Secondly, homosexuality sits on the borders of gender, rendering it as cultures of campness, drag and gender irony.  Clear gender roles, presumed heterosexuality, the centrality of ‘familism’ lead many gay lives to evolve an ironic code for living on what may be seen as the gender borders. It is to be found everywhere in gay culture. In  the popularity of ‘drag’ within gay circles. In the role playing of (some) lesbians into ‘butch and femme’( O’Sullivan, 1999). In the effeminacy of many gay men during the 1950’s which turns by the 1970’s into a ‘masculinist, macho clone’ -exemplified by the Village People- and in the 1990’s, the emergence of a rough-trade skinhead look as a popular style (Healy, 1996). In the championing of bisexual culture (Bi-Academic Intervention, 1997).  It is also seen in the strong strain of campness running through it. In early days, for instance, it was present in the Carry On films, radio programmes like Round the Horn, TV comedies like Are You Being Served ; and in stars like the late Kenneth Williams and  Frankie Howard, continued through Julian Clary and Graham Norton (Howe, 1993; Simson, 1994). It was present at early GLF meetings with the  ‘radical faeries’; and it continues today in the ‘politics of queer’: where bisexuality, transgender politics and gender bending are prominent.

Third, homosexuality contrasts with the dominant heterosexual order, rendering it also as cultures of dissident desire. Whereas the dominant culture presumes a heterosexual coitus, everything about gay life does not. Gay desire speaks of masturbation, anal sex, oral sex, fetishes, pronography, cybersex, sado-masochism – of a world full of sexual possibilities outside the so-called conventional. Some of this helps organise key features of the gay world – bars, magazines and literature, dress and dress codes; and much of it seeps out, so to speak , into the wider culture through safer sex campaigns, advertising and fashion. Certain spaces of gay culture create a heightened sexual sensibilty – in dress, in looks, in cruising. And there are dense areas of ‘hot sex’ and ‘raunch’: telephone sex lines, porn, hustling, clothing fetishes, back rooms, leather, fisting, rimming, dyke balling. Thus, for instance, one ‘hot topic’ within lesbian and gay life over the past twenty years has been S/M : it has become well organised in the male gay world; it has split the women’s movement in many directions. It led to stormy debates when the London Lesbian and Gay Centre was established; and it hit the public headlines in 1992 when ‘Operation Spanner’ involved the police arresting a group of gay sadomasochists who were subsequently found guilty and sent to prison (although an appeal was made to the European Court of Human Rights). Ironically, again, this certainly increased its visibility- and possibly its practice. And it should be clear that this is not just a male world: though lesbians remain sharply divided over this, many celebrate the rise of the ‘new dildocracy’, with explicit sex magazines such as  Quim, radical -often SM – lesbian photographers such as Della Grace and Tessa Boffin;  and sex radical groups such as PUSSY (Perverts Undermining State Scrutiny) (cf. Healey,1996). And again some of it is taken over into heterosexual worlds, making such concerns more visible. Indeed, in part we may see the homosexualization of heterosexual culture (cf Altman, 1982).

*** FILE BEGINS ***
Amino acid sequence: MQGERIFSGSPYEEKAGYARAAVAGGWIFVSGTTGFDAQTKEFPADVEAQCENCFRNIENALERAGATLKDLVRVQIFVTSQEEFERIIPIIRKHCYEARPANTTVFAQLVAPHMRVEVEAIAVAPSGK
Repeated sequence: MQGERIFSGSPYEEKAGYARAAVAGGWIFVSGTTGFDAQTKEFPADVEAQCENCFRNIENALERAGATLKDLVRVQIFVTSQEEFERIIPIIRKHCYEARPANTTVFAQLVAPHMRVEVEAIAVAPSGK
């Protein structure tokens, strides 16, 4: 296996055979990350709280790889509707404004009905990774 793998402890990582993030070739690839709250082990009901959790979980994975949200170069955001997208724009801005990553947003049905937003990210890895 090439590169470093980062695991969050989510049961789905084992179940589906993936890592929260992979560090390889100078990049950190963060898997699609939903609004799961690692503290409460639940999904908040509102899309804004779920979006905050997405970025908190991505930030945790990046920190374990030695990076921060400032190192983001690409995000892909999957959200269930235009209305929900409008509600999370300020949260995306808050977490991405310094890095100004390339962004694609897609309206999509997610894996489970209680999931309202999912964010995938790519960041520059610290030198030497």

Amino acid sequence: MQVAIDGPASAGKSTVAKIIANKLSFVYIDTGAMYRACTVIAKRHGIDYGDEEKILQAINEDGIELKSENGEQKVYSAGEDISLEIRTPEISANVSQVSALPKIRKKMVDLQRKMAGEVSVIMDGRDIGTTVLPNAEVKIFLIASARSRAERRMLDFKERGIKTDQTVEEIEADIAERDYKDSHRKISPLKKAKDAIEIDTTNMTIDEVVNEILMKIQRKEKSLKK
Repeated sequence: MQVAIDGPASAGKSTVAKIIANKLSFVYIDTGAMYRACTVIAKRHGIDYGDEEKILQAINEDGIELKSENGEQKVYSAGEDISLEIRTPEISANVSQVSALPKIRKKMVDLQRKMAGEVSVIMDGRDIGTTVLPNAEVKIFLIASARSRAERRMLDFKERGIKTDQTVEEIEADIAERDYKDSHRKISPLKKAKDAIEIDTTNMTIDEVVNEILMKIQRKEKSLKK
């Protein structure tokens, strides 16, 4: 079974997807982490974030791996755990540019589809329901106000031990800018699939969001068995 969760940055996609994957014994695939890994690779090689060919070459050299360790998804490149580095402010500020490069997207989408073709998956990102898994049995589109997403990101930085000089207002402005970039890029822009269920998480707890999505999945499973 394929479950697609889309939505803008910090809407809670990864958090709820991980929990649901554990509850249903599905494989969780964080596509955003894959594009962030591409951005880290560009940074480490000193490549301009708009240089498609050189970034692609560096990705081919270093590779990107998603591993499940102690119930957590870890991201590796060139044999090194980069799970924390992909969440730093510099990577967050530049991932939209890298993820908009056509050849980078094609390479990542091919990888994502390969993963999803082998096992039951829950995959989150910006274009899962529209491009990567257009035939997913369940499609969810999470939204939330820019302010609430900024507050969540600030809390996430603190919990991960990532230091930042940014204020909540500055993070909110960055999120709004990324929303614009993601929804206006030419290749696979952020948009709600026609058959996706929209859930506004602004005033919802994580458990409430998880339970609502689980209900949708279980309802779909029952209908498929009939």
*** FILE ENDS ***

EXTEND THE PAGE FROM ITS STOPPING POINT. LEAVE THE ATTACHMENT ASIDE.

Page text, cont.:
Despite these heightened cultures of eroticism within gay cultures, these should not be overstated. In one of the major studies of gay men’s sexual behaviour in Britain, the authors conclude  that ‘among very many respondents there is a clear preference for a small number of fairly unremarkable acts’ (Davies, 1993: p105 ). Masturbation is the most common by far (but of least interest to health professionals) whilst anal intercourse turns out to be not that common  at all (though of greatest interest to health professionals!).  Nevertheless, it is the extremes that attract attention and it is these which render parts of gay cultures as sexual outlaws, transgressors and radicals.

A fourth shaping feature of gay culture is the issue of identity, creating cultures of gay identification. Indeed, gay identity has been at the core of gay culture in the recent past, though there are some signs this is changing. Identities structure borders – of who is in and who is out – and help provide a history of one’s past, a sense of being different from others in the present, along with a possible guide to the future. And the process of telling the story of a gay identity is one of the key organising narratives of modern gay life. (Plummer, 1995).  Three main issues surround this. One highlights the ways gay identities are built up – looking at the various stages a man or woman  may pass through in ‘going gay’. Often this is a move from a simple confusion and shame to a full blown and positive sense of self. A second concern is  the politics of identity – the ways in which the very category of ‘being gay or lesbian’ may be linked to the lesbian and gay movement and turned into a challenging political category around which mobilisation may take place. In a key way, this is exactly what took place in the UK between the emergence of the radical GLF in 1970, and the huge rallies protesting against Section 28 in 1987. A sexual identity became a political one. But most recently a third issue no longer sees the importance of the gay identity and attempts to deconstruct it. This is the day of the’ pomo homo’ or the postmodern ‘queer’ – who rejects strong identities as being built on a binary system of gay/straight; and seeks instead to challenge such ‘essentialist’ categoriations through a transgressive sexual politics. Once again , we are in the land of the ‘bisexual imagination’ and  the transgender queer.